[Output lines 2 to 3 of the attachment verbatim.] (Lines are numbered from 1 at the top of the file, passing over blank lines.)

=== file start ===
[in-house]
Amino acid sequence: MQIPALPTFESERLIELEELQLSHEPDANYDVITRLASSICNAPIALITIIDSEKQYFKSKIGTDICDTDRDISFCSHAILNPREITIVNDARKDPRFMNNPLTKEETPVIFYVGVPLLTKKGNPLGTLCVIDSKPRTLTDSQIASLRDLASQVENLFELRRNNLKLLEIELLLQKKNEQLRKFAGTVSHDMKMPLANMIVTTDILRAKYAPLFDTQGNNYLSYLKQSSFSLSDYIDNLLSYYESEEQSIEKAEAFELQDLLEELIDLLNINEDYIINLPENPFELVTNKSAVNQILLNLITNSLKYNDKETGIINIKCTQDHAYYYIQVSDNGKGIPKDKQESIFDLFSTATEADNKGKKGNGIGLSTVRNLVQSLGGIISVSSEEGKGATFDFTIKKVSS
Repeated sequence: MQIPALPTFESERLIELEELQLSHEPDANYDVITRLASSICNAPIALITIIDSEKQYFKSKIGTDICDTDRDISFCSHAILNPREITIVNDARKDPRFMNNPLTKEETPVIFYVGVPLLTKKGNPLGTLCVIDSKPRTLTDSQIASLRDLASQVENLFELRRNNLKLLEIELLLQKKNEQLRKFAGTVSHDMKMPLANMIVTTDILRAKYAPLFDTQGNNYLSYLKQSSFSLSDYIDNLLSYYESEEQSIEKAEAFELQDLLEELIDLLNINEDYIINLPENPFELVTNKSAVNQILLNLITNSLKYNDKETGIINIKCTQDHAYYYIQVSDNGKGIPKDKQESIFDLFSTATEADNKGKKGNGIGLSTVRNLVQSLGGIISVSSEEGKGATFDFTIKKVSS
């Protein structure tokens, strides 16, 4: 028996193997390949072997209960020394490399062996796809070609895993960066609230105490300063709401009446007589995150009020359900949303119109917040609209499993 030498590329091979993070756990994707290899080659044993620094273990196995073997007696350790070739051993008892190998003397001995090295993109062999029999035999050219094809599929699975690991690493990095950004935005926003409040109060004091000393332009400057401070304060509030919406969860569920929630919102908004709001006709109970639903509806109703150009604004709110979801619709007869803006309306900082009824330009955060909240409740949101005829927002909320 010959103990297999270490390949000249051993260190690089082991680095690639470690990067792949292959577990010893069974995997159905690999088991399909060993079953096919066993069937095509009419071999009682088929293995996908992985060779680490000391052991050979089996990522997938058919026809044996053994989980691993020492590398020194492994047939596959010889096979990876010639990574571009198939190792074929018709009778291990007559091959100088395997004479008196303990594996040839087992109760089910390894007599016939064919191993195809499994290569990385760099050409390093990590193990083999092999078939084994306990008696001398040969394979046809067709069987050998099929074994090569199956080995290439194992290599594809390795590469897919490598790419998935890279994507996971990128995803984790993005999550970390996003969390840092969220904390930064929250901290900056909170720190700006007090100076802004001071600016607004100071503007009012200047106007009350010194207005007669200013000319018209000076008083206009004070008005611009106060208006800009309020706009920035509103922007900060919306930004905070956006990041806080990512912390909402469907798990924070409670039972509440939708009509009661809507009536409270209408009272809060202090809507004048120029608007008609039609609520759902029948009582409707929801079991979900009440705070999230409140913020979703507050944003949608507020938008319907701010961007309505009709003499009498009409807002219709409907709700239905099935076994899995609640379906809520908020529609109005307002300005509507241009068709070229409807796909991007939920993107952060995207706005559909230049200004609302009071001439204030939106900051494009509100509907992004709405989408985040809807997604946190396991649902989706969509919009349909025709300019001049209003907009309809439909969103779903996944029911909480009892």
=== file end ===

Amino acid sequence: MQIPALPTFESERLIELEELQLSHEPDANYDVITRLASSICNAPIALITIIDSEKQYFKSKIGTDICDTDRDISFCSHAILNPREITIVNDARKDPRFMNNPLTKEETPVIFYVGVPLLTKKGNPLGTLCVIDSKPRTLTDSQIASLRDLASQVENLFELRRNNLKLLEIELLLQKKNEQLRKFAGTVSHDMKMPLANMIVTTDILRAKYAPLFDTQGNNYLSYLKQSSFSLSDYIDNLLSYYESEEQSIEKAEAFELQDLLEELIDLLNINEDYIINLPENPFELVTNKSAVNQILLNLITNSLKYNDKETGIINIKCTQDHAYYYIQVSDNGKGIPKDKQESIFDLFSTATEADNKGKKGNGIGLSTVRNLVQSLGGIISVSSEEGKGATFDFTIKKVSS
Repeated sequence: MQIPALPTFESERLIELEELQLSHEPDANYDVITRLASSICNAPIALITIIDSEKQYFKSKIGTDICDTDRDISFCSHAILNPREITIVNDARKDPRFMNNPLTKEETPVIFYVGVPLLTKKGNPLGTLCVIDSKPRTLTDSQIASLRDLASQVENLFELRRNNLKLLEIELLLQKKNEQLRKFAGTVSHDMKMPLANMIVTTDILRAKYAPLFDTQGNNYLSYLKQSSFSLSDYIDNLLSYYESEEQSIEKAEAFELQDLLEELIDLLNINEDYIINLPENPFELVTNKSAVNQILLNLITNSLKYNDKETGIINIKCTQDHAYYYIQVSDNGKGIPKDKQESIFDLFSTATEADNKGKKGNGIGLSTVRNLVQSLGGIISVSSEEGKGATFDFTIKKVSS